Long-term groundwater contamination can result from vapors and solutes emanating from organic liquids spilled in the unsaturated zone. The mathematical modeling analysis presented in this paper demonstrates for gasoline-range hydrocarbons, and other volatile organics commonly spilled, that diffusive transport in the unsaturated zone is a significant transport mechanism which can cause aqueous and vapor plumes to spread away from the immiscible liquid source, resulting in increasing groundwater contaminating potential. An analytical solution to a one-dimensional version of the transport model allows for the definition of a retardation coefficient which is dependent on phase-partitioning coefficients and moisture content. Significant differences in migration rates should be anticipated between hydrocarbons. A numerical solution was developed for a radially symmetric version of the model defining transport for a multiconstituent contaminant like gasoline. Differences in anticipated migration rates between aromatic and nonaromatic hydrocarbons was clearly demonstrated. A simulation based on the composition of an actual gasoline revealed that aromatic constituents, although constituting a fraction of the initial gasoline composition, completely defined the groundwater contaminating potential. This potential changes in time as constituents are selectively removed from the unsaturated zone. Further, the groundwater contaminating potential is quite sensitive to the ground surface boundary characterization.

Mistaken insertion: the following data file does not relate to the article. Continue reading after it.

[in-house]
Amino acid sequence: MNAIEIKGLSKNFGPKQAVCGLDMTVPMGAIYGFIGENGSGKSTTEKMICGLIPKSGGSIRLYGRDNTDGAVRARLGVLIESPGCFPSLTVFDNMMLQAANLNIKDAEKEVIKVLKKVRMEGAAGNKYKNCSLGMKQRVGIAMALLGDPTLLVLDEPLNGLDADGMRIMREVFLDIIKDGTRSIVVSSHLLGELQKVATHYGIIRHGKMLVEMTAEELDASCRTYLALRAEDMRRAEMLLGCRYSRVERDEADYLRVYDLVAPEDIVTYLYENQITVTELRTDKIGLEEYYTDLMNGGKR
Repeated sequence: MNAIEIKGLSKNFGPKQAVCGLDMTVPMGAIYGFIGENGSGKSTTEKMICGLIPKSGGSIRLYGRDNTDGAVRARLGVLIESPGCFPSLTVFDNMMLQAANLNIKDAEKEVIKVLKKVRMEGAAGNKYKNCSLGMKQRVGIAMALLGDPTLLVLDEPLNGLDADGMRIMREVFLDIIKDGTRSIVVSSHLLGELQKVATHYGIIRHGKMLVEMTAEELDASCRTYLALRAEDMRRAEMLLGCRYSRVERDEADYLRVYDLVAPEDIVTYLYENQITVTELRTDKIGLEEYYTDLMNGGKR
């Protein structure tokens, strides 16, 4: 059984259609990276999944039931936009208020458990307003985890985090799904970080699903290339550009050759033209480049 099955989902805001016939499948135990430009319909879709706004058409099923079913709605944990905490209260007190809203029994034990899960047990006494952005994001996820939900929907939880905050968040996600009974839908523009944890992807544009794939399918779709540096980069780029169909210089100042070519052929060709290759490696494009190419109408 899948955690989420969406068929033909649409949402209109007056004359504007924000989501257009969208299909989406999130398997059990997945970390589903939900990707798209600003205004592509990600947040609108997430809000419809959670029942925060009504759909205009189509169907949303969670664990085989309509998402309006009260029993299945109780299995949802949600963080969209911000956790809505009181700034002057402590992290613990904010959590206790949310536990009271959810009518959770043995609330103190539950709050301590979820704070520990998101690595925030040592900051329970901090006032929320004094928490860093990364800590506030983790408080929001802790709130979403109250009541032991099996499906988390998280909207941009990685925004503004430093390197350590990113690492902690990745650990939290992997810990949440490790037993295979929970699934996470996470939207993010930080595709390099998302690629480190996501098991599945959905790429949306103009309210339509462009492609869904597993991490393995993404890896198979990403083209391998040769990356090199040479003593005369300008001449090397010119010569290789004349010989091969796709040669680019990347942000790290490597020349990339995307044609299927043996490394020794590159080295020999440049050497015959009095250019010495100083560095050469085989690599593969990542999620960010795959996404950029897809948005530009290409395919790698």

Additional publication details
|Publication Subtype||Journal Article|
|Title||Selective transport of hydrocarbons in the unsaturated zone due to aqueous and vapor phase partitioning|
|Series title||Water Resources Research|
|Publisher||American Geophysical Union|
|Contributing office(s)||Toxic Substances Hydrology Program|